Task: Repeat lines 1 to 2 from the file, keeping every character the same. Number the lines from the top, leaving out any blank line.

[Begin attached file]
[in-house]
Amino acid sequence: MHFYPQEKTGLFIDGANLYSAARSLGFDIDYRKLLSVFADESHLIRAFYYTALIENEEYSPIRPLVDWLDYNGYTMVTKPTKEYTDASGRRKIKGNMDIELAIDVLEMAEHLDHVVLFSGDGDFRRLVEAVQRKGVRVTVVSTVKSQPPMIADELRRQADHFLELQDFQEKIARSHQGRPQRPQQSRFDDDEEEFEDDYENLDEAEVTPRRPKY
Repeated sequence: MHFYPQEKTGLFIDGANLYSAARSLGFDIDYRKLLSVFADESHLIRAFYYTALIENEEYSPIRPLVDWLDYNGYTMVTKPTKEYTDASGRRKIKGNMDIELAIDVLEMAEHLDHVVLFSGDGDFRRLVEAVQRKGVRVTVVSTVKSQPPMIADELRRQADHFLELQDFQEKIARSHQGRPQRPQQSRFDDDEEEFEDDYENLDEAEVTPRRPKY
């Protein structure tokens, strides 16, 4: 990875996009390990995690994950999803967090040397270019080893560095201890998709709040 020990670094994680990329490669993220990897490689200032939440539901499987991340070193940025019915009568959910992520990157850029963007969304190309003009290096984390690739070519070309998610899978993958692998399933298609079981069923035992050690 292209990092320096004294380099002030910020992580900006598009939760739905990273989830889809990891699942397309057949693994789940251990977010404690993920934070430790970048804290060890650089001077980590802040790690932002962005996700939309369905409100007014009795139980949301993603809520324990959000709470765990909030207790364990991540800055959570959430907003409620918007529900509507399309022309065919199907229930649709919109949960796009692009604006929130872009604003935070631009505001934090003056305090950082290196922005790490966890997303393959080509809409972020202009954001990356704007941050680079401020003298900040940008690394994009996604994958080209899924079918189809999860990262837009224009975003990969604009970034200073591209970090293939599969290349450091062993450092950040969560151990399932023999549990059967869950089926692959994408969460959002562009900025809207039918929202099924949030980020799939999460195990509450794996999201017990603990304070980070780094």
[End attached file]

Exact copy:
[in-house]
Amino acid sequence: MHFYPQEKTGLFIDGANLYSAARSLGFDIDYRKLLSVFADESHLIRAFYYTALIENEEYSPIRPLVDWLDYNGYTMVTKPTKEYTDASGRRKIKGNMDIELAIDVLEMAEHLDHVVLFSGDGDFRRLVEAVQRKGVRVTVVSTVKSQPPMIADELRRQADHFLELQDFQEKIARSHQGRPQRPQQSRFDDDEEEFEDDYENLDEAEVTPRRPKY